Neonatal thrombocytopenia : from bleeding risk to new therapies on the horizon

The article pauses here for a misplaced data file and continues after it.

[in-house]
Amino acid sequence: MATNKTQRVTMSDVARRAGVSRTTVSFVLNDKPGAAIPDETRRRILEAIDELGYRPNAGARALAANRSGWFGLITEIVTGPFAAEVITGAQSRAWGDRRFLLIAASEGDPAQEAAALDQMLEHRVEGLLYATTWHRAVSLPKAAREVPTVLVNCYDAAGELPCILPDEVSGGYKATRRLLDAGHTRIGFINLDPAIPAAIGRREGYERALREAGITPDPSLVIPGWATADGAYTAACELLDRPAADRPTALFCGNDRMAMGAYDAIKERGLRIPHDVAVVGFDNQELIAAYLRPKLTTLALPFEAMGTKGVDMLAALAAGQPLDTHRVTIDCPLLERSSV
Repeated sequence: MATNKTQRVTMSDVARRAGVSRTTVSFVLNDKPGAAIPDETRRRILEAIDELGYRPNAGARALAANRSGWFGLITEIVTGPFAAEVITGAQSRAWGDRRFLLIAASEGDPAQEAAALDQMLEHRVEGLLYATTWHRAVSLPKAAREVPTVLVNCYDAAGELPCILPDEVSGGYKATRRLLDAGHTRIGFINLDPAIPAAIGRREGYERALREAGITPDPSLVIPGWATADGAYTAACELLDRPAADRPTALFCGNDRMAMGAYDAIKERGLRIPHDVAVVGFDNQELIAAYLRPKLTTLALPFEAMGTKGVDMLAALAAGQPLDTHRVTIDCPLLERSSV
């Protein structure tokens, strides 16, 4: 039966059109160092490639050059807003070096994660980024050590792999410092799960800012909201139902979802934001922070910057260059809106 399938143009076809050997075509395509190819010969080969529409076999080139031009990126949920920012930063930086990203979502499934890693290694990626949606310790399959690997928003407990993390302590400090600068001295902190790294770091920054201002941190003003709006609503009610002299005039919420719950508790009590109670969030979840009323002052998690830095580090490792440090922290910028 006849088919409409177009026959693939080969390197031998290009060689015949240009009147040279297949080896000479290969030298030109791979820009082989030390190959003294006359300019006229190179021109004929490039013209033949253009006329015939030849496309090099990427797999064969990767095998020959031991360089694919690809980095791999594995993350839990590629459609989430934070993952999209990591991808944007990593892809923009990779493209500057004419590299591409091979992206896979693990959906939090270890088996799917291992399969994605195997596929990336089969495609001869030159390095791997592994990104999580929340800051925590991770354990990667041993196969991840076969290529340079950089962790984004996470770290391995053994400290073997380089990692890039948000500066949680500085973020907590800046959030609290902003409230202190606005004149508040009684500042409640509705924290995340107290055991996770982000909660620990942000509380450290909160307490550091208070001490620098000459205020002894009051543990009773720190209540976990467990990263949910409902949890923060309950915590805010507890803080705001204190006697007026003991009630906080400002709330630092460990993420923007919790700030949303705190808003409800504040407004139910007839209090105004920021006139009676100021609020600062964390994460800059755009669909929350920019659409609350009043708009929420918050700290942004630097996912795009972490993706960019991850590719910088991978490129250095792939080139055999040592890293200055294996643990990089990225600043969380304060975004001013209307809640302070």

Abstract: Background: Thrombocytopenia is common in the Neonatal Intensive Care Unit and if severe, it is treated with platelet transfusions to prevent bleeding. Previous studies found a weak correlation between thrombocytopenia and incidence of bleeding. The poor predictive value of the platelet count has highlighted the need for better tests to assess bleeding risk and to guide transfusion decisions. Romiplostim (ROM) and eltrombopag (ELT) – two thrombopoietin (TPO) mimetics approved for treatment of thrombocytopenia in adults – may benefit thrombocytopenic neonates by potentially reducing platelet transfusions. Objectives: First, the relationship between platelet count and in vitro bleeding time (PFA- 100 closure times, CTs) in thrombocytopenic neonates was evaluated. Second, other risk factors associated with CTs were determined. Third, the relationship between the PFA-100 CTs and clinical bleeding was assessed. Fourth, in vitro responses of human neonatal vs. adult megakaryocyte (MK) progenitors to TPO, ROM and ELT, were compared. Methods: We conducted a single institution cross-sectional study (Study 1), and a multicenter prospective longitudinal study (Study 2). Blood samples from thrombocytopenic neonates were tested with PFA-100 to measure in vitro bleeding time. In addition to platelet counts, other variables including severity of illness were obtained. Bleedings were quantified using the Neonatal Bleeding Assessment Tool (NeoBAT). In a pre-clinical study (Study 3), hematopoietic progenitor (CD34+) cells isolated from umbilical cord blood (CB) and adult peripheral blood (PB) were cultured in escalating concentrations of TPO, ROM, or ELT. After 14 days, the number of MKs and their maturation (CD42b expression) and ploidy were evaluated by flow cytometry. Results: In Study 1, we found that all infants with platelet counts >90x109/L had normal CT- ADPs. At platelet counts <90x109/L, 74 % (14/19) of the infants had normal or minimally prolonged CT-ADPs, while 16 % (3/19) had markedly prolonged values. Study 2 showed that in preterm infants with gestational age <27 weeks and platelet counts <100×109/L, CT-ADP but not platelet counts was associated with NeoBAT scores. This association was robust also after adjustment for demographic and clinical variables. Study 3 found that with escalating concentrations of TPO, ROM, or ELT, CB progenitors generated 10 times more MKs than PB-MKs. At low concentrations, ELT stimulated megakaryopoiesis, but at high concentrations, ELT suppressed MK differentiation and proliferation via its intracellular iron chelating properties. Conclusions: The CT-ADP test (an in vitro test of whole blood primary hemostasis) is a significantly better marker of bleeding risk than platelet counts among thrombocytopenic preterm neonates. TPO mimetics increased the numbers of cord blood MKs but did not influence their maturation or ploidy level. ELT generated fewer MKs than TPO or ROM. At low concentrations ELT stimulated megakaryopoiesis, but higher concentrations resulted in reduced MK differentiation and proliferation. These findings may have implications for the management of thrombocytopenic infants.

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